After Russia released Kaliningrad Airport to foreign airlines as part of a so-called “Open Skies” program at the beginning of October, more and more people from the Middle East are making the route via the Russian exclave on the Baltic Sea. This is shown by research by the investigative SWR research format “Full Screen”.

From the Federal Foreign Office it says: “For several months the Federal Government and EU partners have been observing an increase in unauthorized migration movements on the route via Russia (…). Latvia, Lithuania and Poland report cases of people entering illegally from Belarus with Russian visas in their passports.”

According to the SWR magazine, a Russian visa at the starting point of the escape route in northern Iraq currently costs $2,500. Escaping via Belarus costs 14,500 dollars – it is a bit more expensive via Russia because more bribes are due, a smuggler told the magazine on hidden camera.

The promise: “If your papers are there, then you need ten days from Moscow to Germany.” The Russian Foreign Ministry did not comment on the case.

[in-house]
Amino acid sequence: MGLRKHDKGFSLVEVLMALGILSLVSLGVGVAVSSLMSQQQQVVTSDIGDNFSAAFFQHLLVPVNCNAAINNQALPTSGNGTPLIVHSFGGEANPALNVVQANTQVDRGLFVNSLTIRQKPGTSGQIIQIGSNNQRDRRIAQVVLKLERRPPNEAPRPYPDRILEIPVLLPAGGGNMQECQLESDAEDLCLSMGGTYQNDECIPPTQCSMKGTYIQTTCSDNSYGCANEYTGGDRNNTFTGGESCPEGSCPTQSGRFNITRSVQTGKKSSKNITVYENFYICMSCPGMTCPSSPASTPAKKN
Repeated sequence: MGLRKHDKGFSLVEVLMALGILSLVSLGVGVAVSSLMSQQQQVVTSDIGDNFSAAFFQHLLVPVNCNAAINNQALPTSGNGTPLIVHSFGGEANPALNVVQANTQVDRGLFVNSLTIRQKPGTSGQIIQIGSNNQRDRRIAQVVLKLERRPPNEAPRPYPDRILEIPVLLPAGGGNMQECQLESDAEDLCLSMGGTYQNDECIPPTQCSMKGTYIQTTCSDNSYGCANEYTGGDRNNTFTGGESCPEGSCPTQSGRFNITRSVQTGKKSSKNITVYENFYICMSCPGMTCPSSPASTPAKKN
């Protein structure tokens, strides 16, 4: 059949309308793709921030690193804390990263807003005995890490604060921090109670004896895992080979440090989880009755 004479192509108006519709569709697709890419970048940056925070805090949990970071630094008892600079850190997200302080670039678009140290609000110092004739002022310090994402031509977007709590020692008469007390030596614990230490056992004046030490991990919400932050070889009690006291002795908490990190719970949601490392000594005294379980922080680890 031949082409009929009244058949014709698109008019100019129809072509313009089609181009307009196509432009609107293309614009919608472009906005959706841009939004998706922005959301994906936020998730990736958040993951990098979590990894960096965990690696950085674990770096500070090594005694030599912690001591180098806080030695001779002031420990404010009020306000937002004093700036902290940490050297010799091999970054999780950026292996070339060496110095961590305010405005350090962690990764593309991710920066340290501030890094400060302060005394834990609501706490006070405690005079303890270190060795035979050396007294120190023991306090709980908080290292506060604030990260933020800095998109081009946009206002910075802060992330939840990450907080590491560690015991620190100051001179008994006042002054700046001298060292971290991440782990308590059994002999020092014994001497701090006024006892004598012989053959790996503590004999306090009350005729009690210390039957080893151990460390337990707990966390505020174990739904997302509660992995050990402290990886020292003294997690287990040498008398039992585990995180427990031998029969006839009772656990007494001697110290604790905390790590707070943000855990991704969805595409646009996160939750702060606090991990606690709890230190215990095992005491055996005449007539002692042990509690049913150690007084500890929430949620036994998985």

Apparently, smugglers run real advertising campaigns for their services via social media and apparently even offer discounts. If you recruit more people for the escape routes, you can get a discount. “We are observing that (…) this route via Russia and Belarus is being advertised on social media,” the Foreign Office said.

Last year, an escape route was formed via Belarus, which led to the EU via Poland. According to an Iraqi travel agency owner, the route to Kaliningrad was created because the Belarusian government is taking increasingly tough action against refugees. Just like the Belarus route, the route via Kaliningrad is also associated with high risks. The refugees sometimes have to walk for hours, suffer violence, hypothermia or malnutrition.

According to the International Organization for Migration (IOM), at least 21 people died in the cold in the Belarusian forests on the border with Poland last winter. Iraqi smugglers have now told SWR-Magazine that this escape route still exists.